20 fevereiro 2015

A desigualdade na América Latina tem origens coloniais? Não!

Latin American Inequality: Colonial Origins, Commodity Booms, or a Missed 20th CenturyLeveling?
Jeffrey G. Williamson
NBER Working Paper No. 20915
January 2015
JEL No. D3,N16,N36,O15


Most analysts of the modern Latin American economy have held the pessimistic belief in historical
persistence -- they believe that Latin America has always had very high levels of inequality, and that
it’s the Iberian colonists’ fault. Thus, modern analysts see today a more unequal Latin America compared
with Asia and most rich post-industrial nations and assume that this must always have been true. Indeed,
some have argued that high inequality appeared very early in the post-conquest Americas, and that
this fact supported rent-seeking and anti-growth institutions which help explain the disappointing growth
performance we observe there even today. The recent leveling of inequality in the region since the
1990s seems to have done little to erode that pessimism. It is important, therefore, to stress that this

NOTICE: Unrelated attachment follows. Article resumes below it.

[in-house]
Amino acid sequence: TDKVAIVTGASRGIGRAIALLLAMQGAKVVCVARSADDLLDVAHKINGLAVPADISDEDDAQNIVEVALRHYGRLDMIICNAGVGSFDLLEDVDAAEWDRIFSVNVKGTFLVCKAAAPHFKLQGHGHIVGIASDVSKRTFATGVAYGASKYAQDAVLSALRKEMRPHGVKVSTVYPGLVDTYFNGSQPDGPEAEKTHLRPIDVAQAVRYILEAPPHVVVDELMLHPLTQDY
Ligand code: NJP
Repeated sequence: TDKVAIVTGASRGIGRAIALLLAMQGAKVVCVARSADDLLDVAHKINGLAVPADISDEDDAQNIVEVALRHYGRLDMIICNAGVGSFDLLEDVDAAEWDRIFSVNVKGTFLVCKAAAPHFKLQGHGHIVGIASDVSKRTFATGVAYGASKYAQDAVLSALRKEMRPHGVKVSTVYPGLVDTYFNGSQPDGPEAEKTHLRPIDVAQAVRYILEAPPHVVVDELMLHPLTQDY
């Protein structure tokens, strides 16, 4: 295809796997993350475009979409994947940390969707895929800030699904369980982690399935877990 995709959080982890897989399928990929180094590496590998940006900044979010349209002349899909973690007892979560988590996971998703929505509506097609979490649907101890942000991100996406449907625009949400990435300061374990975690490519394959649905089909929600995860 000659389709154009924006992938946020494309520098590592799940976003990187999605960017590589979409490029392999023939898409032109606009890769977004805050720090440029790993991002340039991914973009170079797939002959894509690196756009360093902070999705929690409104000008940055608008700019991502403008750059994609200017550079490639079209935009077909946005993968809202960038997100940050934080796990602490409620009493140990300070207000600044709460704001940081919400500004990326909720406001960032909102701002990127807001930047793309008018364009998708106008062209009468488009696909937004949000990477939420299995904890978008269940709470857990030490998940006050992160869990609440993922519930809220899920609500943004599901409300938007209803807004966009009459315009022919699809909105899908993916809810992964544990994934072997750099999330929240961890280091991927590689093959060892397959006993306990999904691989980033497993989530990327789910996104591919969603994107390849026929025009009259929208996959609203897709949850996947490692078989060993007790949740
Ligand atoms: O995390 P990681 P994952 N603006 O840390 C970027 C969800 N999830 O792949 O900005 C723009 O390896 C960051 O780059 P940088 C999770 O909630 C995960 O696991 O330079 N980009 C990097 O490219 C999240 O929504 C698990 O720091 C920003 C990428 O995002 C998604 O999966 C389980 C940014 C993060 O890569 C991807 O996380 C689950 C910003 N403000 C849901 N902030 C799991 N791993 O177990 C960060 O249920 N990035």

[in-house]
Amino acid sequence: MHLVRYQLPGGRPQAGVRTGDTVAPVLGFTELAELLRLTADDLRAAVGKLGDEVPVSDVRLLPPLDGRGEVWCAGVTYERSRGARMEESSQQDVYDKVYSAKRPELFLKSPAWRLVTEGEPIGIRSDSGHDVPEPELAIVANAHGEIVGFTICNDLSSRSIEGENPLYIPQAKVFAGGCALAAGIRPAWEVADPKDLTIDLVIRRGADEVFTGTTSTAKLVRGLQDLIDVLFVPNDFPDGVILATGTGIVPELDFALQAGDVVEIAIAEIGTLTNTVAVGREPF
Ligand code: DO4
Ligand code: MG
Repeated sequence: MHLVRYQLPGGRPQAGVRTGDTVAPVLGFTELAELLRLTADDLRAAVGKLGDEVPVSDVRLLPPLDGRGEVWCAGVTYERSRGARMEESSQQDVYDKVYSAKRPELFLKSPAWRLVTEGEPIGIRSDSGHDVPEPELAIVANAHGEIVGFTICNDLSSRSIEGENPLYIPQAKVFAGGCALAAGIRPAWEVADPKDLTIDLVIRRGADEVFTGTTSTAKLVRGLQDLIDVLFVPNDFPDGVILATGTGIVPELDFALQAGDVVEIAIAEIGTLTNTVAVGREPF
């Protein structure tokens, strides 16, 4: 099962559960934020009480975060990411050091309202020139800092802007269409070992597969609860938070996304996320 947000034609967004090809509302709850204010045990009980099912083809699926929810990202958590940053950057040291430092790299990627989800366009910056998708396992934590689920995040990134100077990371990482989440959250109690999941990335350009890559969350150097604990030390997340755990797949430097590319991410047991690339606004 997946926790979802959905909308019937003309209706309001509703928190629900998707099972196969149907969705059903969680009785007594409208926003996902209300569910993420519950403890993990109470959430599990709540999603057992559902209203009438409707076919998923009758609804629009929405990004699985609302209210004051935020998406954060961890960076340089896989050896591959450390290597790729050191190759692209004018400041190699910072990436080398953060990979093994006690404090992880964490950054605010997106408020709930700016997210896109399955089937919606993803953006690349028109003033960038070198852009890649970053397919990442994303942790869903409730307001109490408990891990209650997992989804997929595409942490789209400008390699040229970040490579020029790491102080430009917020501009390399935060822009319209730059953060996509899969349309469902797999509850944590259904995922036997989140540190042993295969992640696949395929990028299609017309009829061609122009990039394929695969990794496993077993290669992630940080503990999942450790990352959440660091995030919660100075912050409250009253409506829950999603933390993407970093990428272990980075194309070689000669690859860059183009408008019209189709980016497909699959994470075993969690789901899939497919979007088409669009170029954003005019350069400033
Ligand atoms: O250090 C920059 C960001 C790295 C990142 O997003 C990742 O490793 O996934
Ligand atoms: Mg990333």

alleged persistence is based on an historical literature which has made little or no effort to be comparative,
and it matters. Compared with the rest of the world, inequality was not high in the century following
1492, and it was not even high in the post-independence decades just prior Latin America’s belle époque
and start with industrialization. It only became high during the commodity boom 1870-1913, by the
end of which it had joined the rich country unequal club that included the US and the UK. Latin America
only became relatively high between 1913 and the 1970s when it missed the Great Egalitarian Leveling
which took place almost everywhere else. That Latin American inequality has its roots in its colonial
past is a myth.

Jeffrey G. Williamson
350 South Hamilton Street #1002
Madison, WI 53703
and Harvard University and CEPR
and also NBER

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